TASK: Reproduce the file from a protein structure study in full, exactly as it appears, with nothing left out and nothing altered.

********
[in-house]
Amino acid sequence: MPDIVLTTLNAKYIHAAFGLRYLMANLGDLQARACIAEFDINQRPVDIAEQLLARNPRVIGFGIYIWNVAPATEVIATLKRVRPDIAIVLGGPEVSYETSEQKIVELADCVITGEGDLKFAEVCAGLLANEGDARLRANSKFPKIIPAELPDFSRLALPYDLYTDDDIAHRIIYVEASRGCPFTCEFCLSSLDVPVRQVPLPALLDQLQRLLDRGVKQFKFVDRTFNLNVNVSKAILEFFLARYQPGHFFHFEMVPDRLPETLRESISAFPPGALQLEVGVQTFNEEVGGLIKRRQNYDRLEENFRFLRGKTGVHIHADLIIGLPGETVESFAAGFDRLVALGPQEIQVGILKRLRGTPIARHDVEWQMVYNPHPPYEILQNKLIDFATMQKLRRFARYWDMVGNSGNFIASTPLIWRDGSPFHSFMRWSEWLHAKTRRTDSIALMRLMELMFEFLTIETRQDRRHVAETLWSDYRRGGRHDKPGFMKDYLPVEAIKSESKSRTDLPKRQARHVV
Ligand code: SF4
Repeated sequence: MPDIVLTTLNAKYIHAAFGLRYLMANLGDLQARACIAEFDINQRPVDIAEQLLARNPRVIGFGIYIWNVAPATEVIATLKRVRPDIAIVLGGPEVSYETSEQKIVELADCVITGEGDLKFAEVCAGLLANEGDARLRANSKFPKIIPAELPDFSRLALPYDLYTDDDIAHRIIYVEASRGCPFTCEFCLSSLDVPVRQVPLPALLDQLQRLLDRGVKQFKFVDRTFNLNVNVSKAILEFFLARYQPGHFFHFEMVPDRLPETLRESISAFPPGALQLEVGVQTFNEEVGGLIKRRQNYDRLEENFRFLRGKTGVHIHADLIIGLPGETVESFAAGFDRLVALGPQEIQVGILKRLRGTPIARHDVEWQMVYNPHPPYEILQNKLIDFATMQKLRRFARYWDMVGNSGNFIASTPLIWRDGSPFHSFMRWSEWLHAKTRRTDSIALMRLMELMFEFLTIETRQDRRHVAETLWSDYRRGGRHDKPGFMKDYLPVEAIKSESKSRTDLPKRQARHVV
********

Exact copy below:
[in-house]
Amino acid sequence: MPDIVLTTLNAKYIHAAFGLRYLMANLGDLQARACIAEFDINQRPVDIAEQLLARNPRVIGFGIYIWNVAPATEVIATLKRVRPDIAIVLGGPEVSYETSEQKIVELADCVITGEGDLKFAEVCAGLLANEGDARLRANSKFPKIIPAELPDFSRLALPYDLYTDDDIAHRIIYVEASRGCPFTCEFCLSSLDVPVRQVPLPALLDQLQRLLDRGVKQFKFVDRTFNLNVNVSKAILEFFLARYQPGHFFHFEMVPDRLPETLRESISAFPPGALQLEVGVQTFNEEVGGLIKRRQNYDRLEENFRFLRGKTGVHIHADLIIGLPGETVESFAAGFDRLVALGPQEIQVGILKRLRGTPIARHDVEWQMVYNPHPPYEILQNKLIDFATMQKLRRFARYWDMVGNSGNFIASTPLIWRDGSPFHSFMRWSEWLHAKTRRTDSIALMRLMELMFEFLTIETRQDRRHVAETLWSDYRRGGRHDKPGFMKDYLPVEAIKSESKSRTDLPKRQARHVV
Ligand code: SF4
Repeated sequence: MPDIVLTTLNAKYIHAAFGLRYLMANLGDLQARACIAEFDINQRPVDIAEQLLARNPRVIGFGIYIWNVAPATEVIATLKRVRPDIAIVLGGPEVSYETSEQKIVELADCVITGEGDLKFAEVCAGLLANEGDARLRANSKFPKIIPAELPDFSRLALPYDLYTDDDIAHRIIYVEASRGCPFTCEFCLSSLDVPVRQVPLPALLDQLQRLLDRGVKQFKFVDRTFNLNVNVSKAILEFFLARYQPGHFFHFEMVPDRLPETLRESISAFPPGALQLEVGVQTFNEEVGGLIKRRQNYDRLEENFRFLRGKTGVHIHADLIIGLPGETVESFAAGFDRLVALGPQEIQVGILKRLRGTPIARHDVEWQMVYNPHPPYEILQNKLIDFATMQKLRRFARYWDMVGNSGNFIASTPLIWRDGSPFHSFMRWSEWLHAKTRRTDSIALMRLMELMFEFLTIETRQDRRHVAETLWSDYRRGGRHDKPGFMKDYLPVEAIKSESKSRTDLPKRQARHVV